Childhood Systemic Sclerosis

Francesco Zulian; Giorgia Martini


Curr Opin Rheumatol. 2007;19(6):592-597. 

In This Article


Purpose of review: Juvenile systemic sclerosis has a variety of clinical manifestations, sometimes different from the adult form. Early recognition, proper classification and treatment may improve the long-term outcome.
Recent findings: A large multicenter study coordinated by the Pediatric Rheumatology European Society has yielded important information on the epidemiology and clinical manifestations of systemic sclerosis in childhood. An ad-hoc Committee on Classification Criteria for Juvenile Systemic Sclerosis developed the new classification criteria to help improve patient care by enabling earlier, more definite diagnoses and standardizing the conduct of clinical, epidemiologic, and outcome research for this rare disease. The overall outcome of children with systemic sclerosis is better than in adults but, in those cases with a fatal course, disease progression is rapid and an early involvement of internal organs is associated with poor outcome.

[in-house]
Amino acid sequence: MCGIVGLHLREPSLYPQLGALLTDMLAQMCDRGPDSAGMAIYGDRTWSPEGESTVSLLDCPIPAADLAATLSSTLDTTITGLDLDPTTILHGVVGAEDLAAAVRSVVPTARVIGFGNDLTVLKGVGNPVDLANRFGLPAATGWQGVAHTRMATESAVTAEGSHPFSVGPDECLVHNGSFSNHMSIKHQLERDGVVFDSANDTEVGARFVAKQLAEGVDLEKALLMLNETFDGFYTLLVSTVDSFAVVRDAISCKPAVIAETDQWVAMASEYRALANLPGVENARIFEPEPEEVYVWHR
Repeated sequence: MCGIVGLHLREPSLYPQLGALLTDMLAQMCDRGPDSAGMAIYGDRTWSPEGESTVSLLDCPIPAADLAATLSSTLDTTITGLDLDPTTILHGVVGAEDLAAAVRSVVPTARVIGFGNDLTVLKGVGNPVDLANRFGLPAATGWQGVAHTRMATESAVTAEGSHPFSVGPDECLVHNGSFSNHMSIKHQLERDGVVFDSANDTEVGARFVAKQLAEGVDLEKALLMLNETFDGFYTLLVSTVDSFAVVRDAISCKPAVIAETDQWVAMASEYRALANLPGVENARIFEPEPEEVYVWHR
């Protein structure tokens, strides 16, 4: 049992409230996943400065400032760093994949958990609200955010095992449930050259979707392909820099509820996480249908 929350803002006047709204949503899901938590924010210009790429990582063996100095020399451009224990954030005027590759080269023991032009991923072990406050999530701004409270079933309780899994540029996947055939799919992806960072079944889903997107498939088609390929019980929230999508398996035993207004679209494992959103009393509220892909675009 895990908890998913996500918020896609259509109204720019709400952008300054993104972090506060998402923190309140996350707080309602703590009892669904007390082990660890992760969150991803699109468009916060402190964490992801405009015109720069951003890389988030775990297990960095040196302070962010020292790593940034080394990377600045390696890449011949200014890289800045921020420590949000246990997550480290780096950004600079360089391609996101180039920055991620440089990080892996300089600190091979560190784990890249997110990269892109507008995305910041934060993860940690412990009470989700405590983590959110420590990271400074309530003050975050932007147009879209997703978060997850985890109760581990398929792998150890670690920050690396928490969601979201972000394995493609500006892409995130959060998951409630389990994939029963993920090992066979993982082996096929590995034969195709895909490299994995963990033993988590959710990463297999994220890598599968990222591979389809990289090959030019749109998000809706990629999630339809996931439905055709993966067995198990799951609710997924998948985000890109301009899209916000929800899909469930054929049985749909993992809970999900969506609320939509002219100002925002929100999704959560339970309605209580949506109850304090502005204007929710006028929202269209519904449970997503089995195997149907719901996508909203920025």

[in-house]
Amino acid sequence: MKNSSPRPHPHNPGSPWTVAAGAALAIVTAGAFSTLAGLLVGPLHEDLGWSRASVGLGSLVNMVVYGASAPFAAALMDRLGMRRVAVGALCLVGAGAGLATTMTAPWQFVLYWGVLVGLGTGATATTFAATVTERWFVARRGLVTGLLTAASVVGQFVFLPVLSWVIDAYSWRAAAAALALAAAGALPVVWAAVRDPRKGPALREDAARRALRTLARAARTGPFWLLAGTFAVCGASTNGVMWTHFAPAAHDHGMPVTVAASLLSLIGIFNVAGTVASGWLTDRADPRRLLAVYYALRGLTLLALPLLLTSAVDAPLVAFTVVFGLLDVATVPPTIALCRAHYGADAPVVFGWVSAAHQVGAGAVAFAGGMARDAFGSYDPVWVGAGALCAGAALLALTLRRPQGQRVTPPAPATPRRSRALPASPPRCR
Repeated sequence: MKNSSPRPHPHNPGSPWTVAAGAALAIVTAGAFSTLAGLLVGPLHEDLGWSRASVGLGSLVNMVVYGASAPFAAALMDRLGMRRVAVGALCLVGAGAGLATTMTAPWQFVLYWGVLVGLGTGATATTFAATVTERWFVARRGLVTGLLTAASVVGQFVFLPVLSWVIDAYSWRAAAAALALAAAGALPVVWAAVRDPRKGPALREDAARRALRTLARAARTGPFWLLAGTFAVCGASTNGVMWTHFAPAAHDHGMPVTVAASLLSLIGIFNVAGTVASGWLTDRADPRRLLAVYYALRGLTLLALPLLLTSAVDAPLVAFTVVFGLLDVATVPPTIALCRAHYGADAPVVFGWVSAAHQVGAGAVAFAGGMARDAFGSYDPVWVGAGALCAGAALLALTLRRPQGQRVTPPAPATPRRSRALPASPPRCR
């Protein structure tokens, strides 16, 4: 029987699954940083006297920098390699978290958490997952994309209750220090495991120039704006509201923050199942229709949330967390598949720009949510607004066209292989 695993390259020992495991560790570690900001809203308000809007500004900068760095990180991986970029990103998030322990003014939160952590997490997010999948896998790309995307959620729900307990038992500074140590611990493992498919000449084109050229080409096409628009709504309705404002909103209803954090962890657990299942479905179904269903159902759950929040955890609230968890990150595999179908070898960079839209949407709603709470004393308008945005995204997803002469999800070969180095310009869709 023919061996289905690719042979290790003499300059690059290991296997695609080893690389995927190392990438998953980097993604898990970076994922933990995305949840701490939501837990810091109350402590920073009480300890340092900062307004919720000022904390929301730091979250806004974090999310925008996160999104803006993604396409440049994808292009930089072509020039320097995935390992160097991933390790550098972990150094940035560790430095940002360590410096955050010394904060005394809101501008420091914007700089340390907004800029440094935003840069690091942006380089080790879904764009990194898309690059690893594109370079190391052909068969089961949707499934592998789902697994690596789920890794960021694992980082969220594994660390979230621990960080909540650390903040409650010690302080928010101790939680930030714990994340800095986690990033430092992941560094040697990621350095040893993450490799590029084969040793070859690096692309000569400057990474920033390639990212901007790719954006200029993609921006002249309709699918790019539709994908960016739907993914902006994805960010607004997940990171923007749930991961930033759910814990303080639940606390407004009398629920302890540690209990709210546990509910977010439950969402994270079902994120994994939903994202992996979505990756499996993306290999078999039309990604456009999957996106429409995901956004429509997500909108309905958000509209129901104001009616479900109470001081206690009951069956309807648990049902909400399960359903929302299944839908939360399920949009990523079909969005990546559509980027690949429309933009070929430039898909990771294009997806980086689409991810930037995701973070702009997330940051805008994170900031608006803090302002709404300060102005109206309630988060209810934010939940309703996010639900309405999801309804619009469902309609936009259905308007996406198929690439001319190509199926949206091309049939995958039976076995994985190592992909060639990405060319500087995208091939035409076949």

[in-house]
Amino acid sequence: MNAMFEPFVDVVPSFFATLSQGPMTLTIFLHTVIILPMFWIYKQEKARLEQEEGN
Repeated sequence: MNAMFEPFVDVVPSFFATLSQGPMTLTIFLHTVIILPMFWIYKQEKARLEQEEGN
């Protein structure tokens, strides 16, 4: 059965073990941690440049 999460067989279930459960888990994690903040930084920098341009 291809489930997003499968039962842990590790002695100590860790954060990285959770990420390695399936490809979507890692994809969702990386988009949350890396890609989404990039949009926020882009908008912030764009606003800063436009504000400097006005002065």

Summary: Studies over the past few years have highlighted the peculiar clinical features and the better outcome of juvenile systemic sclerosis compared with the adult form and propose new pediatric classification criteria. Efforts have recently been made to address the definition of evidence-based recommendations for the treatment of adult and pediatric onset systemic sclerosis.


Juvenile systemic sclerosis (JSSc) is a chronic multisystemic connective tissue disease characterized by symmetrical thickening and hardening of the skin, associated with fibrous changes in internal organs. Although rare in children, it represents one of the most severe rheumatic conditions in pediatric rheumatology practice.

In the past few years, a few published papers have characterized the clinical features of patients with JSSc based on experiences with large cohorts of patients. One publication on pediatric-specific classification criteria was also recently published.

In this paper, we review these important studies along with some new developments on disease monitoring, treatment and long-term outcome. Although many of these studies focus on adult onset systemic sclerosis (SSc), the recommendations may be applicable to children with modifications.


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